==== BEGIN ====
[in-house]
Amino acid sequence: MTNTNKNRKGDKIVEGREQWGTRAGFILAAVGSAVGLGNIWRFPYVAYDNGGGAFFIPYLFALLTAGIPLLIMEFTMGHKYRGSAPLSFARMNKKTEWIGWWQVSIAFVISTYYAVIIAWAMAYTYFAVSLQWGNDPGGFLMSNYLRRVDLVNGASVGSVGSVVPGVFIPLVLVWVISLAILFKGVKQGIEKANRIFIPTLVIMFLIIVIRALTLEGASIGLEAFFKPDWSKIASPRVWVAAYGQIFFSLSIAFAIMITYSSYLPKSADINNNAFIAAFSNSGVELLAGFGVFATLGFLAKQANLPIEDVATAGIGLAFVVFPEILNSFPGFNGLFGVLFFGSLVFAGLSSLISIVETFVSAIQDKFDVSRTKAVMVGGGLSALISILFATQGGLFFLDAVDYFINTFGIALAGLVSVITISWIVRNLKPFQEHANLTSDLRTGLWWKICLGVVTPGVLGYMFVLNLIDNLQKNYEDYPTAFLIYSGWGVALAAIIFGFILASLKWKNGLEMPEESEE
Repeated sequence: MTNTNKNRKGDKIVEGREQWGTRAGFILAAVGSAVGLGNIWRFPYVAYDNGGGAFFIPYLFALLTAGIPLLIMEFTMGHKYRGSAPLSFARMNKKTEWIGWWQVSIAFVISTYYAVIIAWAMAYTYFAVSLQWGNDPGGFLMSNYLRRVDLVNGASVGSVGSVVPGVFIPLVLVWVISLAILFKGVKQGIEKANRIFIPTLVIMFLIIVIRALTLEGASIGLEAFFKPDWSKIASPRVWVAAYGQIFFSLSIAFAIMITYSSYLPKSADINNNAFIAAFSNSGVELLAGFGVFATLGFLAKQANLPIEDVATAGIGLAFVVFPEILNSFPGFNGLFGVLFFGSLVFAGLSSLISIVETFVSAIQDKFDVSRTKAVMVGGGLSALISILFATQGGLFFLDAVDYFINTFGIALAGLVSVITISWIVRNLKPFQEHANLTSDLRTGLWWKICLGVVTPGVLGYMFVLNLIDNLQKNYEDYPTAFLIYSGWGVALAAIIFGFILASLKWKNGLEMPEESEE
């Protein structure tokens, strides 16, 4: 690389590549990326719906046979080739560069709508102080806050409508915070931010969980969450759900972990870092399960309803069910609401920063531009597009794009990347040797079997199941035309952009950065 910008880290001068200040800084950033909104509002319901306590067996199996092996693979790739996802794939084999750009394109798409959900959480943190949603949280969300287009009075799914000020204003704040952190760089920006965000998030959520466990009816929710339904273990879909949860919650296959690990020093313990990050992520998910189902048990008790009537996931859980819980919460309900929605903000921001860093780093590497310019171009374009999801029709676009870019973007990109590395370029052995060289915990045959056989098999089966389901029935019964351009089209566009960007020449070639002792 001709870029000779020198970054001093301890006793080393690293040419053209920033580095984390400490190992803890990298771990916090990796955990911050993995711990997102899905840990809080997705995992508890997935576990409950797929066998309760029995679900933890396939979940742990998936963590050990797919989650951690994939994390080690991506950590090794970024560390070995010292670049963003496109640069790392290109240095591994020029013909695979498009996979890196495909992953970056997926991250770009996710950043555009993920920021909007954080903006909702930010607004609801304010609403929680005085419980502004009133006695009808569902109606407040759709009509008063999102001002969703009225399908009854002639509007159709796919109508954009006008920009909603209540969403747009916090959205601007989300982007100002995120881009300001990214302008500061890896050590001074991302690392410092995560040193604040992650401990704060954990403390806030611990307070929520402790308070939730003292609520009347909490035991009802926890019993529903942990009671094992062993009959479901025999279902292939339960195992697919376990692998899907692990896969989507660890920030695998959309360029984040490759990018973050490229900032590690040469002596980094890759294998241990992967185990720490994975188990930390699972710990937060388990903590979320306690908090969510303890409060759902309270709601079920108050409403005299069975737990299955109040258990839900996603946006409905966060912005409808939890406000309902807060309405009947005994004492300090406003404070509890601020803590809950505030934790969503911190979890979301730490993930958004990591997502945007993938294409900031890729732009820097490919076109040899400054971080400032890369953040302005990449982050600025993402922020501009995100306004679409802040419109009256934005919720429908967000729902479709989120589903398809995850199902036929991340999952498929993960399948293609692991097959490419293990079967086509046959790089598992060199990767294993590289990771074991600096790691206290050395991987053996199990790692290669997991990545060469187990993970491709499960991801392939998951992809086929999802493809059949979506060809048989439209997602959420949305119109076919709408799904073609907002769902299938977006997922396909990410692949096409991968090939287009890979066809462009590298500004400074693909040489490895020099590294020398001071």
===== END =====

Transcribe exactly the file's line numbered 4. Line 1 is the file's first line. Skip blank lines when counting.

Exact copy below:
């Protein structure tokens, strides 16, 4: 690389590549990326719906046979080739560069709508102080806050409508915070931010969980969450759900972990870092399960309803069910609401920063531009597009794009990347040797079997199941035309952009950065 910008880290001068200040800084950033909104509002319901306590067996199996092996693979790739996802794939084999750009394109798409959900959480943190949603949280969300287009009075799914000020204003704040952190760089920006965000998030959520466990009816929710339904273990879909949860919650296959690990020093313990990050992520998910189902048990008790009537996931859980819980919460309900929605903000921001860093780093590497310019171009374009999801029709676009870019973007990109590395370029052995060289915990045959056989098999089966389901029935019964351009089209566009960007020449070639002792 001709870029000779020198970054001093301890006793080393690293040419053209920033580095984390400490190992803890990298771990916090990796955990911050993995711990997102899905840990809080997705995992508890997935576990409950797929066998309760029995679900933890396939979940742990998936963590050990797919989650951690994939994390080690991506950590090794970024560390070995010292670049963003496109640069790392290109240095591994020029013909695979498009996979890196495909992953970056997926991250770009996710950043555009993920920021909007954080903006909702930010607004609801304010609403929680005085419980502004009133006695009808569902109606407040759709009509008063999102001002969703009225399908009854002639509007159709796919109508954009006008920009909603209540969403747009916090959205601007989300982007100002995120881009300001990214302008500061890896050590001074991302690392410092995560040193604040992650401990704060954990403390806030611990307070929520402790308070939730003292609520009347909490035991009802926890019993529903942990009671094992062993009959479901025999279902292939339960195992697919376990692998899907692990896969989507660890920030695998959309360029984040490759990018973050490229900032590690040469002596980094890759294998241990992967185990720490994975188990930390699972710990937060388990903590979320306690908090969510303890409060759902309270709601079920108050409403005299069975737990299955109040258990839900996603946006409905966060912005409808939890406000309902807060309405009947005994004492300090406003404070509890601020803590809950505030934790969503911190979890979301730490993930958004990591997502945007993938294409900031890729732009820097490919076109040899400054971080400032890369953040302005990449982050600025993402922020501009995100306004679409802040419109009256934005919720429908967000729902479709989120589903398809995850199902036929991340999952498929993960399948293609692991097959490419293990079967086509046959790089598992060199990767294993590289990771074991600096790691206290050395991987053996199990790692290669997991990545060469187990993970491709499960991801392939998951992809086929999802493809059949979506060809048989439209997602959420949305119109076919709408799904073609907002769902299938977006997922396909990410692949096409991968090939287009890979066809462009590298500004400074693909040489490895020099590294020398001071």